In addition to personalization, Wehberg discussed the importance of having content for unique phases of the buying journey, including:

  1. Awareness and education
  2. Consideration (recognize I have a problem, now who are my players that can solve that problem)
  3. Preference (making a purchase and taking next steps)

For each of these phases, she noted that content should be trackable and have a purpose. If it wasn’t generating business on the other end, it should be reconsidered. Market Connections also found the importance of having unique content dependent on the stage of the buying process. Content across all three phases should be informative and educational. As you move further down the funnel, certain marketing assets like case studies and product demos become more and more important. (Learn more in our 2017 Federal Content Marketing Study.)

Puente also highlighted the shift over the past 5 years from the long narrative to more snackable/digestible content as a teaser to help reel them in. Tonya Klause, Communications Manager US and Americas Services at Microsoft agreed. “While there is a place for longer-form storytelling content… it has fallen out of favor.” Technology is playing a role in how long content is holding our attention, or as Klause put it, “We are all trained to focus on something for a couple seconds before moving on.”

Marketers should also consider their audience’s demographics. What captures the attention of the incoming, younger workforce, and for how long? According to our recent study, younger audiences are willing to spend more time with content they can sit back and listen to or watch such as webinars, videos and podcasts.

(Learn more about how long federal audiences are willing to spend with content.)

Klause continued to say that for Microsoft, it’s important to incorporate customer references in their storytelling; however, getting government references is one of their biggest challenges. According to our 2018 Federal Media & Marketing Study, over half of respondents listed recommendations from peers and colleagues as a most trusted source of information and over one-quarter cited customer testimonials. While it may be challenging to secure a government reference, there can be some workarounds. For example, anonymizing the referrer by using a case study (listing only the agency or agency type) could be one way of showcasing past experience. Citing a local or state agency (who may have less restrictions) or an industry reference could be another. According to our recent study, federal decision-makers looked to insights from industry thought-leaders even more so than their government counterparts.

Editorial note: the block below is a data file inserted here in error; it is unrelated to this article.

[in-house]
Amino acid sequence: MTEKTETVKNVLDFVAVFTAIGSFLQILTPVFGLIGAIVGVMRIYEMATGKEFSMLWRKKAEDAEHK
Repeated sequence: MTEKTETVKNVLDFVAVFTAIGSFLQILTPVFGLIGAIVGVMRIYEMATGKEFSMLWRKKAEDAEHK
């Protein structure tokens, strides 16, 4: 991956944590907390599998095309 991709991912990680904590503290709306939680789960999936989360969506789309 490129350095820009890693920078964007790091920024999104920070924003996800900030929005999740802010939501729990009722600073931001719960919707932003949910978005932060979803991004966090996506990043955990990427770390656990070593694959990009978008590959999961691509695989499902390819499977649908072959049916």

Thanks to WIT and Merritt Group for putting together a great event with insightful conversation around challenges and trends and many thanks to each panelist for thoughtful input that will be supportive to B2B and B2G marketers.

Keep an eye out for a future blog post focused on the second key challenge identified: internal broken systems and processes, coming later this month.

Market Connections would like to congratulate all winners of the 20th annual Women in Technology’s (WIT)  Leadership Awards. Presented on Thursday, May 9th, the awards showcase the outstanding accomplishments and contributions of female leaders in academic, entrepreneurial, government and corporate roles across the Washington, DC technology community.

20th Annual WIT Awards

Market Connections CEO, Lisa Dezzutti (4th from left) with WIT award winners. Courtesy of Women in Technology

The 2019 winners include: 

  • Corporate: Large-Market Sector – Toni Townes-Whitley, Microsoft
  • Corporate: Mid-Market Sector – Padma Chitrapu, Neustar, Inc.
  • Corporate: Small-Market Sector – Hildi Pineda, AbleVets LLC
  • Rising Star – Allison Farris, Microsoft
  • Small Business/Entrepreneur – Janel Merritt, DigiDoc Inc. dba Public Sector Solutions Groups